According to Alamgir, the fundamental way in which this ‘biomimicry’ helps to drive his company’s approach to the roll-out of IoT technology is in its embrace of multi-vendor systems and open standards. The rationale for this would seem to be, quite simply, the question of how the body could be expected to function if its constituent organs belong to a number of different random species.

He illustrates the point by discussing the origin of his company’s involvement with the aforementioned Newcastle Smart Road project.

“After we built out our ISP infrastructure in Hull, it was obvious that we needed to explore what else we could use the technology for, in particular to see if we could help cities run more efficiently,” he says. “We started engaging with other local authorities, at which point we were approached by Cisco – and another company that shall remain nameless – who made an offer to invest in us as an enabler of their technology.

“Cisco has a platform called Kinetic for Cities, which ‘normalises’ data. The best way to describe that is as the ‘pulling-through’ of information while creating an application over the top, no matter who is providing it. Without the ability to do that, if you buy your car-parking sensors from vendor A, you’re pretty much stuck with them. Obviously that’s fine, but what if those sensors don’t perform as expected, or six months down the line vendor A goes bankrupt?”

Staying on the subject of smart parking – which was just one part of the Newcastle project – he says: “Traditionally, the vendor which sold you the sensors would also provide the software stack to go with them.

“By contrast, we’re able to pull the relevant information out from any source regardless of who provided it, which means you can have a camera looking at a car-parking space reporting to one platform, on top of which you can have a separate application letting you know the car-parking situation overall across the city. That not only gives the local authority more control, but also saves them a lot of money.”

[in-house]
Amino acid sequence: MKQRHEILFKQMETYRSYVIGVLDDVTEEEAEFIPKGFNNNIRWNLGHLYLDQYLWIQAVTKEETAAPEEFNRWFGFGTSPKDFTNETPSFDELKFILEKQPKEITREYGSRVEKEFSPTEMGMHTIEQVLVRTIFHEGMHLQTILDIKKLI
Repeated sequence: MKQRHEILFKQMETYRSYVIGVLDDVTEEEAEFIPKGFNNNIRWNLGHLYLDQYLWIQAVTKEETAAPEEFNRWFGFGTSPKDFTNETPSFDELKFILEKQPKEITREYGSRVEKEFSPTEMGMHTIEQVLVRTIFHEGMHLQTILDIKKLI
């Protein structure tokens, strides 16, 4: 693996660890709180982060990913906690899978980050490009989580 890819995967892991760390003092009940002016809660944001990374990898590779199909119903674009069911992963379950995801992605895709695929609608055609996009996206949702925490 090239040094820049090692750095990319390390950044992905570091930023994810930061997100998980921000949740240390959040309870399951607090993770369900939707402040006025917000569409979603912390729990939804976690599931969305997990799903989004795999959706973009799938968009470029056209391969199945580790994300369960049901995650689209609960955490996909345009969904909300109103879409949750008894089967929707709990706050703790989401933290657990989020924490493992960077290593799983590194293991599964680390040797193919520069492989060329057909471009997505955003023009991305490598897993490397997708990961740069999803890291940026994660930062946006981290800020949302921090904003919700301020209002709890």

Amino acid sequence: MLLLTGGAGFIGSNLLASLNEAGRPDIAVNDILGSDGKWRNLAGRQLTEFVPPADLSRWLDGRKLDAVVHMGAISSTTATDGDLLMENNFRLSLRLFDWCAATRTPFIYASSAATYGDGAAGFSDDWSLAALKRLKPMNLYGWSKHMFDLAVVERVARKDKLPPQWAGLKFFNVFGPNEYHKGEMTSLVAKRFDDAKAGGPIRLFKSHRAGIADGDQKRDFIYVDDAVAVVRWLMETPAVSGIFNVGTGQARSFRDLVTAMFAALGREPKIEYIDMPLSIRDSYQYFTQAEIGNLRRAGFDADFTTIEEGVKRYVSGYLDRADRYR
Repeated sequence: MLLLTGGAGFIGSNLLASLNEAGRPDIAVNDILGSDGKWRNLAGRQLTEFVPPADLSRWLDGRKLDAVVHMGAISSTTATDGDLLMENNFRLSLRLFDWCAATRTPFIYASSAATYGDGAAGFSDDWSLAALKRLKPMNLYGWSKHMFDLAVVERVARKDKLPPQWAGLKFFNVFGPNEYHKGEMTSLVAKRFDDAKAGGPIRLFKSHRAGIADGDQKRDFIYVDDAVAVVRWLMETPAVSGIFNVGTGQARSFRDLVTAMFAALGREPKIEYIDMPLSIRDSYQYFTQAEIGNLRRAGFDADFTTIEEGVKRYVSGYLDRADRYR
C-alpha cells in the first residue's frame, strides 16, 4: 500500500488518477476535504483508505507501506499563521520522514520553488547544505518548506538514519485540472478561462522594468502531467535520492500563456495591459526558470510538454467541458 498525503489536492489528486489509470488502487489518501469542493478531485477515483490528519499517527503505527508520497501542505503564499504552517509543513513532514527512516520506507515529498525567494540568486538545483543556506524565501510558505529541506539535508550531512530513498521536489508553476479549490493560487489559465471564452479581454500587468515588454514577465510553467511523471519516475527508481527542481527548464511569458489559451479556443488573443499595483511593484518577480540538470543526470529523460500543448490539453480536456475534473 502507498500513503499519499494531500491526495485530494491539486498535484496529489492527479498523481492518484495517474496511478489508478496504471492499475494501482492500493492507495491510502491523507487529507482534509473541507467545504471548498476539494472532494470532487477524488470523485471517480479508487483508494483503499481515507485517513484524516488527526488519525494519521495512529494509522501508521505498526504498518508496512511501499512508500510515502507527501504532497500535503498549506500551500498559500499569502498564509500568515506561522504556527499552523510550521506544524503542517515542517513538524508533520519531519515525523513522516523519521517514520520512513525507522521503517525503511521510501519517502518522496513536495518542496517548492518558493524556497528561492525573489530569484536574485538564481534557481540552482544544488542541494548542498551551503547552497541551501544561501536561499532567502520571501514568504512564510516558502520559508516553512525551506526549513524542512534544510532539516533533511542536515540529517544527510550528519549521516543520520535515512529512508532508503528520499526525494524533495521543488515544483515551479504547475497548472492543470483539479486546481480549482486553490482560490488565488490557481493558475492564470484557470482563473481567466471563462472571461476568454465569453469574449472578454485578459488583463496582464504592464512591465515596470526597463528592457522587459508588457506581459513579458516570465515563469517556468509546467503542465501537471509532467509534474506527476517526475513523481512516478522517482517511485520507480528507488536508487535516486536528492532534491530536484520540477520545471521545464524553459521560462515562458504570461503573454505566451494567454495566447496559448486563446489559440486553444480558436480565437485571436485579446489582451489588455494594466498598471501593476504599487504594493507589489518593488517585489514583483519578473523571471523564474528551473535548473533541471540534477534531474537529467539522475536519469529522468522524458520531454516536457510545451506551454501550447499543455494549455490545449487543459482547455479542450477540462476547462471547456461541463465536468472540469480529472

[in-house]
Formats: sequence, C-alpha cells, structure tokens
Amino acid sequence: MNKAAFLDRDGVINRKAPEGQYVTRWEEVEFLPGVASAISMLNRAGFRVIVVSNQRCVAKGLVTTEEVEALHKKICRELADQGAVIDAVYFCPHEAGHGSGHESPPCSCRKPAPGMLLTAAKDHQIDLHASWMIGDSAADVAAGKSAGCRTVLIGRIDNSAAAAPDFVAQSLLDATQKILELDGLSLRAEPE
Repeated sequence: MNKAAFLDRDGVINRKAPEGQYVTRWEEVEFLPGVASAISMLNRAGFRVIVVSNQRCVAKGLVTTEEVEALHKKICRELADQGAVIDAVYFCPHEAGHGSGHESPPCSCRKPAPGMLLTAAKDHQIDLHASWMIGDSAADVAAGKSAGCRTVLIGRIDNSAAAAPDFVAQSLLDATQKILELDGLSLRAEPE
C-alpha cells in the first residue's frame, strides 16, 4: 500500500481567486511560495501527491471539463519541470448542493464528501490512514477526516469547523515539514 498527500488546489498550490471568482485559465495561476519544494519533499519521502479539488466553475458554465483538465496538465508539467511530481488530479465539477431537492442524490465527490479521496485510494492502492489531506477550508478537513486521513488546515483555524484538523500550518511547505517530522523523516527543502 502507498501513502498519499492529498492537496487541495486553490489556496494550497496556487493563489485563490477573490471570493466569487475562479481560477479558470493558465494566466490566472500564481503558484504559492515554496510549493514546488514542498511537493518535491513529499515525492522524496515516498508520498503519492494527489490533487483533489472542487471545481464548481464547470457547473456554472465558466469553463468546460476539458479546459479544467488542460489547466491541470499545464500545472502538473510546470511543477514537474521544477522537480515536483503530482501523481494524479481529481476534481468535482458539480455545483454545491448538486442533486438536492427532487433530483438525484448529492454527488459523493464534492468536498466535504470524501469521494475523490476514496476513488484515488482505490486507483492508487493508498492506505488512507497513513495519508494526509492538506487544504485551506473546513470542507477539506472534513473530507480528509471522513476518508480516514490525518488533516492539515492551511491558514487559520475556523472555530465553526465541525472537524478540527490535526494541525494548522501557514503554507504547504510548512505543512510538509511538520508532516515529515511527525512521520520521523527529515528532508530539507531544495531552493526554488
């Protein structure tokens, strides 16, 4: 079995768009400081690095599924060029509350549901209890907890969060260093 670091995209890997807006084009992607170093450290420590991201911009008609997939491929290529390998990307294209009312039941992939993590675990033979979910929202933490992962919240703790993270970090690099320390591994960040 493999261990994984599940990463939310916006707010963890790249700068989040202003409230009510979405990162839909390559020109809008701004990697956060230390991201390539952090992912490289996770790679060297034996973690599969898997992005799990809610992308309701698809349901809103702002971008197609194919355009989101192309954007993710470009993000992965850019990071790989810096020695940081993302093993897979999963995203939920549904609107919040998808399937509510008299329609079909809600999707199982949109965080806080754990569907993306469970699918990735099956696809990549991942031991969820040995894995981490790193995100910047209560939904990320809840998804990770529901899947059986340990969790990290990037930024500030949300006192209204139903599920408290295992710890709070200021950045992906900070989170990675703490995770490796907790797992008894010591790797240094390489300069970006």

A few issues ago, this section consisted of an interview with Julie Snell, managing director of city-wide test bed Bristol is Open. Asked why she believed that IoT technology was being taken up more quickly by certain UK local authorities, she suggested that a crucial difference was how ‘engaged’ some council leaders were compared to others.

As might be expected, Alamgir gives a slightly different answer, reflecting his company’s core ethos of connectivity above all – ie, that technology companies are, for whatever reason, simply making it more complicated than it needs to be.

“The challenge we’re currently seeing in this space is that companies with massive balance sheets want to get in on the action, but don’t currently have a completely appropriate solution,” he says.

“As a result, they vamp up what they already have, which often isn’t able to achieve the outcome that local authorities want to see. There is no one-size-fits-all solution, in that some use-cases need exceptionally long battery life, some – for instance in safety and security – need ultra-low latency, and so on.”

But isn’t the answer actually simpler than that, in the sense that the IoT business case hasn’t been proven over a sustained period of time? How long will the sector be stuck in test-bed hell?

“On the contrary,” he says, “I believe we’ve reached a point where the data is good enough to prove the business case. Cisco on its own now has almost 200 deployments around the world, for instance.

“With that in mind, there will come a point where the IoT simply becomes business as usual for local authorities, in the same way that Wi-Fi has already changed businesses and cities to an extraordinary degree.”

Hopefully, the success which Connexin has had in Newcastle and elsewhere will ultimately bear that out.

CV – Furqan Alamgir
Founder and CEO of Connexin, Furqan Alamgir, began his career studying medicine at Imperial College, London, attaining an MBBS and BSc Hons in Cardiovascular Sciences. Prior to founding his current company in 2006, he worked as a surgical registrar in the National Health Service, something which – according to a corporate profile released by Connexin – has led him to believe the technology “will play a huge part in how healthcare is delivered over the coming years.” He has a special interest in telehealth and the use of information technology, and in particular the internet, in providing 21st century health care.

Alamgir is an ambassador for Imperial College, giving presentations to entrepreneurs across the country. He is also an ambassador to the Goldman Sachs High Growth Business Development Program, in association with the Said Business School and University of Oxford.